We are now finding out-as massive budget cuts are being proposed-why it was so essential to elect Mike Bloomberg for another term in spite of the public referendum that limited office holders to only two. We needed someone to take the charge for his own irresponsibility. But instead of contrition, we were greeted yesterday by the mayor's outrage at being tarred with the irresponsibility brush by-of all places-Albany. So much for the mayor culpas
Well, it is our view, that anyone-even someone well short of a few millions of personal wealth-could have concocted the austerity budget that Mayor Mike unveiled yesterday. But the real problem lies with what Bloomberg failed to do for eight years. The ideological chickens and the competence shortfall has finally come home to roost. Errol Louis understands some of this: "For the foreseeable future, Mayor Bloomberg told the city Thursday, life for millions in our town will be about less. Much less. In the fiscal year that starts July 1, says Mayor Bloomberg, the city must close a $1.3 billion gap, forcing more than 11,000 people out of work and shortchanging programs that are the lifeblood of the city. We will have fewer teachers, firehouses and senior centers. We will reduce the number of emergency workers that rescue children from abuse and neglect. Bloomberg, like Gov. Paterson and many other officials, would have us believe that our budget woes are an inevitable season of scarcity, akin to the onset of winter. That is not true. Many critics warned for years that waste and abuse in city and state government - the addiction to more - would come back to haunt us.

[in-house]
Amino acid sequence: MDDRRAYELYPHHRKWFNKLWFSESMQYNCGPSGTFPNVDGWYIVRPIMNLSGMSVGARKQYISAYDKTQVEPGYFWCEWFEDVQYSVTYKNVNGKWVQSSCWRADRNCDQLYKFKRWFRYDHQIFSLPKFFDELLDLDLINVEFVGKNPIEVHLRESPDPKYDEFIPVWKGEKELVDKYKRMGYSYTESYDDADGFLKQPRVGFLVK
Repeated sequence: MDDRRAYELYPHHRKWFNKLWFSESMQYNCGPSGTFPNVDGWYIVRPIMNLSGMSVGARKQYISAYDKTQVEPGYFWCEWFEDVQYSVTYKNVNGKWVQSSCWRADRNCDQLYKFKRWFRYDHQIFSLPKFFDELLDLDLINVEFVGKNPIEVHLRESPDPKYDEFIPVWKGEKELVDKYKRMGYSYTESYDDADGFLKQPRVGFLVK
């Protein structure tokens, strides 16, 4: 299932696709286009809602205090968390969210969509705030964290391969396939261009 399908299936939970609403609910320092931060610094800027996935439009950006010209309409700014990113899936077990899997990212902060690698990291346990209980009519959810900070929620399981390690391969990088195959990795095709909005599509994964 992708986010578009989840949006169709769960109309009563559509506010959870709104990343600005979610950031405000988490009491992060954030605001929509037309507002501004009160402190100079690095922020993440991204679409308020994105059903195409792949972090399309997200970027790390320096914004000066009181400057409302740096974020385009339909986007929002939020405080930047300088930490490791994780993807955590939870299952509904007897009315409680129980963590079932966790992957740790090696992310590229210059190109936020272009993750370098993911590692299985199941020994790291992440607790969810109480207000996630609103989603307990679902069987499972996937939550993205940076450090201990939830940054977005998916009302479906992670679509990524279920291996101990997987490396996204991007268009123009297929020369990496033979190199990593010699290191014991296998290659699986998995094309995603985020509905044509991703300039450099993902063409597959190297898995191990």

But, just like the grasshopper in the summer who laughed off the industrious ant's preparations for the harsh winter to come, Bloomberg played on-adding more teachers and their pensions to a bloated education budget; and generally increasing the size and scope of government while raising taxes and fees on hapless tax payers. And, oh yes, spending money hand over fist for his mega-legacy development projects-twice as much as Rudy layed out.
Which is why a reporter asked the mayor yesterday at his budget briefing whether he felt it was prudent to spend $400 million in the next fiscal year on Willets Point when scores of firehouses are on the chopping block. The mayor responded by saying, "we still have to plan for the future.” But, as someone once remarked, in the long run we are all dead-and the mayor's continued profligacy for projects that are not only frighteningly expensive at a time when the city is broke, but directly contradict his professed support for sustainable development, is the height of sheer irresponsibility. And we will call him out on it.
It is time to really rein in the cost of this government-when even water is becoming a precious commodity. We are paying the price of Bloomberg's lack of fiscal acumen and limited world view-but we shouldn't have to be continually flogged for another four years. It's time to whip up the folks against the mayor's unaffordable edifice complex. First stop Willets Point-next stop Flushing Commons.